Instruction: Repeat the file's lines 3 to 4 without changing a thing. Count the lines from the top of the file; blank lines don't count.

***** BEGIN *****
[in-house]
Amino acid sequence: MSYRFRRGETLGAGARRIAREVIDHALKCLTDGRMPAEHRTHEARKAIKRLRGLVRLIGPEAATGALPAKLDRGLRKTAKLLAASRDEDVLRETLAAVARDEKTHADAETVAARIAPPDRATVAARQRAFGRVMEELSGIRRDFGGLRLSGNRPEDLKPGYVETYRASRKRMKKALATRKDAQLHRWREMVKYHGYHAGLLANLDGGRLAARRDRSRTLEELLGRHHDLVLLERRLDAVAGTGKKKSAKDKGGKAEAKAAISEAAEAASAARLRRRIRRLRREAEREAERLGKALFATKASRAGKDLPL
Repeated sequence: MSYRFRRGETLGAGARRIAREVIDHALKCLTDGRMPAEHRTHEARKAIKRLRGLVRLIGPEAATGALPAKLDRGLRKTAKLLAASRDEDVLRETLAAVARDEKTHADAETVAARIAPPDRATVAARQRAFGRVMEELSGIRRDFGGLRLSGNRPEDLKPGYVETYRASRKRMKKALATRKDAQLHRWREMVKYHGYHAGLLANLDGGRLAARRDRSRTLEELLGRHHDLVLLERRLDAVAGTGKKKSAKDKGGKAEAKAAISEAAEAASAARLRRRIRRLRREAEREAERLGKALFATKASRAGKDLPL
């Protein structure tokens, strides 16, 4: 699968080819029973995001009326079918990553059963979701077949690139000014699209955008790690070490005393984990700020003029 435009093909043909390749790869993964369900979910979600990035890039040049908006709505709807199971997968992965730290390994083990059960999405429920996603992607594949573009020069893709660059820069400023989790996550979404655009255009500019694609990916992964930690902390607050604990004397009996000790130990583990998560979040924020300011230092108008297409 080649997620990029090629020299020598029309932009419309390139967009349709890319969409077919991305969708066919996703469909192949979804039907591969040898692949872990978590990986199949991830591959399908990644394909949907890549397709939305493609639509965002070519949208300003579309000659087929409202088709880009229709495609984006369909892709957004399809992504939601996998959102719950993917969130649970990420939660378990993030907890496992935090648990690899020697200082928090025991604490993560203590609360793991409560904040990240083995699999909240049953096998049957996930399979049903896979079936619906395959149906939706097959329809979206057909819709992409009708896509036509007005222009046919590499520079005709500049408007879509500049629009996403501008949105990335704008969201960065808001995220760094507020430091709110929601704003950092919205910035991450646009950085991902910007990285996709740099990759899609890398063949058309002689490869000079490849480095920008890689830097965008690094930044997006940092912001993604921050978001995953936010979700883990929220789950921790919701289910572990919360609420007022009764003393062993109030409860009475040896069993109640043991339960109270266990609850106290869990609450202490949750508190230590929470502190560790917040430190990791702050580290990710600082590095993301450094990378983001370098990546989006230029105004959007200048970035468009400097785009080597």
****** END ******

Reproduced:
Repeated sequence: MSYRFRRGETLGAGARRIAREVIDHALKCLTDGRMPAEHRTHEARKAIKRLRGLVRLIGPEAATGALPAKLDRGLRKTAKLLAASRDEDVLRETLAAVARDEKTHADAETVAARIAPPDRATVAARQRAFGRVMEELSGIRRDFGGLRLSGNRPEDLKPGYVETYRASRKRMKKALATRKDAQLHRWREMVKYHGYHAGLLANLDGGRLAARRDRSRTLEELLGRHHDLVLLERRLDAVAGTGKKKSAKDKGGKAEAKAAISEAAEAASAARLRRRIRRLRREAEREAERLGKALFATKASRAGKDLPL
């Protein structure tokens, strides 16, 4: 699968080819029973995001009326079918990553059963979701077949690139000014699209955008790690070490005393984990700020003029 435009093909043909390749790869993964369900979910979600990035890039040049908006709505709807199971997968992965730290390994083990059960999405429920996603992607594949573009020069893709660059820069400023989790996550979404655009255009500019694609990916992964930690902390607050604990004397009996000790130990583990998560979040924020300011230092108008297409 080649997620990029090629020299020598029309932009419309390139967009349709890319969409077919991305969708066919996703469909192949979804039907591969040898692949872990978590990986199949991830591959399908990644394909949907890549397709939305493609639509965002070519949208300003579309000659087929409202088709880009229709495609984006369909892709957004399809992504939601996998959102719950993917969130649970990420939660378990993030907890496992935090648990690899020697200082928090025991604490993560203590609360793991409560904040990240083995699999909240049953096998049957996930399979049903896979079936619906395959149906939706097959329809979206057909819709992409009708896509036509007005222009046919590499520079005709500049408007879509500049629009996403501008949105990335704008969201960065808001995220760094507020430091709110929601704003950092919205910035991450646009950085991902910007990285996709740099990759899609890398063949058309002689490869000079490849480095920008890689830097965008690094930044997006940092912001993604921050978001995953936010979700883990929220789950921790919701289910572990919360609420007022009764003393062993109030409860009475040896069993109640043991339960109270266990609850106290869990609450202490949750508190230590929470502190560790917040430190990791702050580290990710600082590095993301450094990378983001370098990546989006230029105004959007200048970035468009400097785009080597």